The incidences of points and planes in the
Möbius 84 configuration (8 points and 8 planes,
with 4 points on each plane and 4 planes on each point),
were described by Coxeter in a 1950 paper.*
A table from Monday's post summarizes Coxeter's
remarks, which described the incidences in
spatial terms, with the points and planes as the vertices
and face-planes of two mutually inscribed tetrahedra —
Monday's post, "Gallucci's Möbius Configuration,"
may not be completely intelligible unless one notices
that Coxeter has drawn some of the intersections in his
Fig. 24, a schematic representation of the point-plane
incidences, as dotless, and some as hollow dots. The figure,
"Gallucci's version of Möbius's 84," is shown below.
The hollow dots, representing the 8 points (as opposed
to the 8 planes ) of the configuration, are highlighted in blue.
Here a plane (represented by a dotless intersection) contains
the four points that are represented in the square array as lying
in the same row or same column as the plane.
The above Möbius incidences appear also much earlier in
Coxeter's paper, in figures 6 and 5, where they are shown
as describing the structure of a hypercube.
In figures 6 and 5, the dotless intersections representing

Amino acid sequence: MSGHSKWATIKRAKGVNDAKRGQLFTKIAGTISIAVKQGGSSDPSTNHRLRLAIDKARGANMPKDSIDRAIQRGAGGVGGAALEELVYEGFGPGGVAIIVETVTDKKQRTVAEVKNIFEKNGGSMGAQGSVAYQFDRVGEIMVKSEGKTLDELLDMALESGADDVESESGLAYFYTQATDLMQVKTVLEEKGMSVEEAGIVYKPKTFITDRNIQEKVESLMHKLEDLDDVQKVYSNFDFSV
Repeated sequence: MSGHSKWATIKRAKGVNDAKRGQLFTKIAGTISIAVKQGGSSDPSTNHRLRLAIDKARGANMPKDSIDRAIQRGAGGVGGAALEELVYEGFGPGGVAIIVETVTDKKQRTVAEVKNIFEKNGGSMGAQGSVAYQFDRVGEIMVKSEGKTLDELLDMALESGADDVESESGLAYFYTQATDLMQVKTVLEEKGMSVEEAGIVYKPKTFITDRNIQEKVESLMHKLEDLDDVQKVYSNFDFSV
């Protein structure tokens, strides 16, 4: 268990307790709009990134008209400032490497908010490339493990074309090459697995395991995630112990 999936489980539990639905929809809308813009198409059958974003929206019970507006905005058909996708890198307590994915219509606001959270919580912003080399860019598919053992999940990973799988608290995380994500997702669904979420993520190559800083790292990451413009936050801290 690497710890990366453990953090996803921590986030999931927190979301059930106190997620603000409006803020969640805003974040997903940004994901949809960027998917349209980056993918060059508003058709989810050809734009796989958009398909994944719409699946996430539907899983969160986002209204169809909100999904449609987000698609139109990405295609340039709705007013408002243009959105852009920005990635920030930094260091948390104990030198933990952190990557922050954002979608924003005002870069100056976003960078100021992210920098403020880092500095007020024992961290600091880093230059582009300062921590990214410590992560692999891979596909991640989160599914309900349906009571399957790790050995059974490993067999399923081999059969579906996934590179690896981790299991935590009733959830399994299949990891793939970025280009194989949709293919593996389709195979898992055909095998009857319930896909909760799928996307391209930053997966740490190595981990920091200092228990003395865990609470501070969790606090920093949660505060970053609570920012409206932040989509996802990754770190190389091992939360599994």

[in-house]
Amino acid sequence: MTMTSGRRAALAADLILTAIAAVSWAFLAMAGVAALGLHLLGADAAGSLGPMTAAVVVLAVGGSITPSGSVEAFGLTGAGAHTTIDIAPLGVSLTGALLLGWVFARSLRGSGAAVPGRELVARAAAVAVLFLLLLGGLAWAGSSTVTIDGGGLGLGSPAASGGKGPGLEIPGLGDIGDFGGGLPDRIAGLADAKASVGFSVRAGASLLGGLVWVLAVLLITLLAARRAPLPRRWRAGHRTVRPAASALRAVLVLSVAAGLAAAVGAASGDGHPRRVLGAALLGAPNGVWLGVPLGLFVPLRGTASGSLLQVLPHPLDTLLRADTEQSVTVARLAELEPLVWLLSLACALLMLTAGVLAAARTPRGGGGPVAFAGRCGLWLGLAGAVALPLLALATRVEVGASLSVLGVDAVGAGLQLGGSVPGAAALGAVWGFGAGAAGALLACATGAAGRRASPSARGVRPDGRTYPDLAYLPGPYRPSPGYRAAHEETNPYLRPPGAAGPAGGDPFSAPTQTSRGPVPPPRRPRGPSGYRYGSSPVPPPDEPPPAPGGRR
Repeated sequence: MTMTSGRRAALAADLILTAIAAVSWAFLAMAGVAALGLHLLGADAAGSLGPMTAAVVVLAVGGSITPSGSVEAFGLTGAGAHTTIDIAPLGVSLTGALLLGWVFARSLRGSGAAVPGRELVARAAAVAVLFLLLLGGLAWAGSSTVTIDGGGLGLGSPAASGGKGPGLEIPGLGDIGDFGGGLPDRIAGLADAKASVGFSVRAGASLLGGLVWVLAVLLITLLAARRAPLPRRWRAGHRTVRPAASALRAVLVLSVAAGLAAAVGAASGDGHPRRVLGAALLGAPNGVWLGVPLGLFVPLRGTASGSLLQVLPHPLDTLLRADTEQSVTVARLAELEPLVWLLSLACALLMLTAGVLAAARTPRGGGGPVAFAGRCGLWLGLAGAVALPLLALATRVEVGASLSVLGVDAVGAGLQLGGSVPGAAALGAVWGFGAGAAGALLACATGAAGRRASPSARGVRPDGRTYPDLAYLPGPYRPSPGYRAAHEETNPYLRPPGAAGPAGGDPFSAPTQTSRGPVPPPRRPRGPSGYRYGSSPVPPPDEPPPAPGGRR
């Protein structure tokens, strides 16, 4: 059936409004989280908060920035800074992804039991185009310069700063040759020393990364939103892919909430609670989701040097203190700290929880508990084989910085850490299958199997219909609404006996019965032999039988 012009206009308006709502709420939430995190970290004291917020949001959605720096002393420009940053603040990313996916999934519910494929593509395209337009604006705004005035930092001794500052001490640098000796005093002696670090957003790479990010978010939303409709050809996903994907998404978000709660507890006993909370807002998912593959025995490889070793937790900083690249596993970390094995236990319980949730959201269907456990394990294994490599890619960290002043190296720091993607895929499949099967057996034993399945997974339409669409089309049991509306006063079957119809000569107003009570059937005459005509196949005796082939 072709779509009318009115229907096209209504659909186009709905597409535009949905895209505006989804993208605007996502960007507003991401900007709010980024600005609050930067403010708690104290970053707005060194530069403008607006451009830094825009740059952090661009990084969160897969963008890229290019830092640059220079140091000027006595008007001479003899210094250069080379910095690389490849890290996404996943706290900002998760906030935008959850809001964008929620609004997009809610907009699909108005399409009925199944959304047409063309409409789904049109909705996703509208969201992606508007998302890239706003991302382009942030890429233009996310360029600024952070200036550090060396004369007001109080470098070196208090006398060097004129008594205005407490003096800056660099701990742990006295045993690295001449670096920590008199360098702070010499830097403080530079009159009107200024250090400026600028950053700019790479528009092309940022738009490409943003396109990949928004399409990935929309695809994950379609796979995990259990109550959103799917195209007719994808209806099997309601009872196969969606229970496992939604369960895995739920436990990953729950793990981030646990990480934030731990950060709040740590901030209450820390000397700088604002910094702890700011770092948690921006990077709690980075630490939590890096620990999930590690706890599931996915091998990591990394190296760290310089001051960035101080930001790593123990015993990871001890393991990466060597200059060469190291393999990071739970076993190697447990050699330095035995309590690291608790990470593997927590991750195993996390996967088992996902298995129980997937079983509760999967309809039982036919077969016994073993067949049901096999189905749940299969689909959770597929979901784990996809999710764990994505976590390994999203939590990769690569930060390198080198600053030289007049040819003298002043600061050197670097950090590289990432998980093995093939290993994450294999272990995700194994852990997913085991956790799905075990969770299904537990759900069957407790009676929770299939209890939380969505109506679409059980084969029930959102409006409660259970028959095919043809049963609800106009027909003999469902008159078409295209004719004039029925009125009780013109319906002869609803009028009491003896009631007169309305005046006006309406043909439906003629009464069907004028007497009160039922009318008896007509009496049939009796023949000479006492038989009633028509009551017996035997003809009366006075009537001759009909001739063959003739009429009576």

planes have been replaced by solid dots. The hollow dots
have again been highlighted in blue.
Figures 6 and 5 demonstrate the fact that adjacency in the set of
16 vertices of a hypercube is isomorphic to adjacency in the set
of 16 subsquares of a square 4×4 array, provided that opposite
sides of the array are identified, as in Fig. 6. The digits in
Coxeter's labels above may be viewed as naming the positions
of the 1's in (0,1) vectors (x4, x3, x2, x1) over the two-element
Galois field.† In that context, the 4×4 array may be called, instead
of a Möbius hypercube , a Galois tesseract .
* "Self-Dual Configurations and Regular Graphs,"
Bulletin of the American Mathematical Society,
Vol. 56 (1950), pp. 413-455
† The subscripts' usual 1-2-3-4 order is reversed as a reminder
that such a vector may be viewed as labeling a binary number
from 0 through 15, or alternately as labeling a polynomial in
the 16-element Galois field GF(24). See the Log24 post
Vector Addition in a Finite Field (Jan. 5, 2013).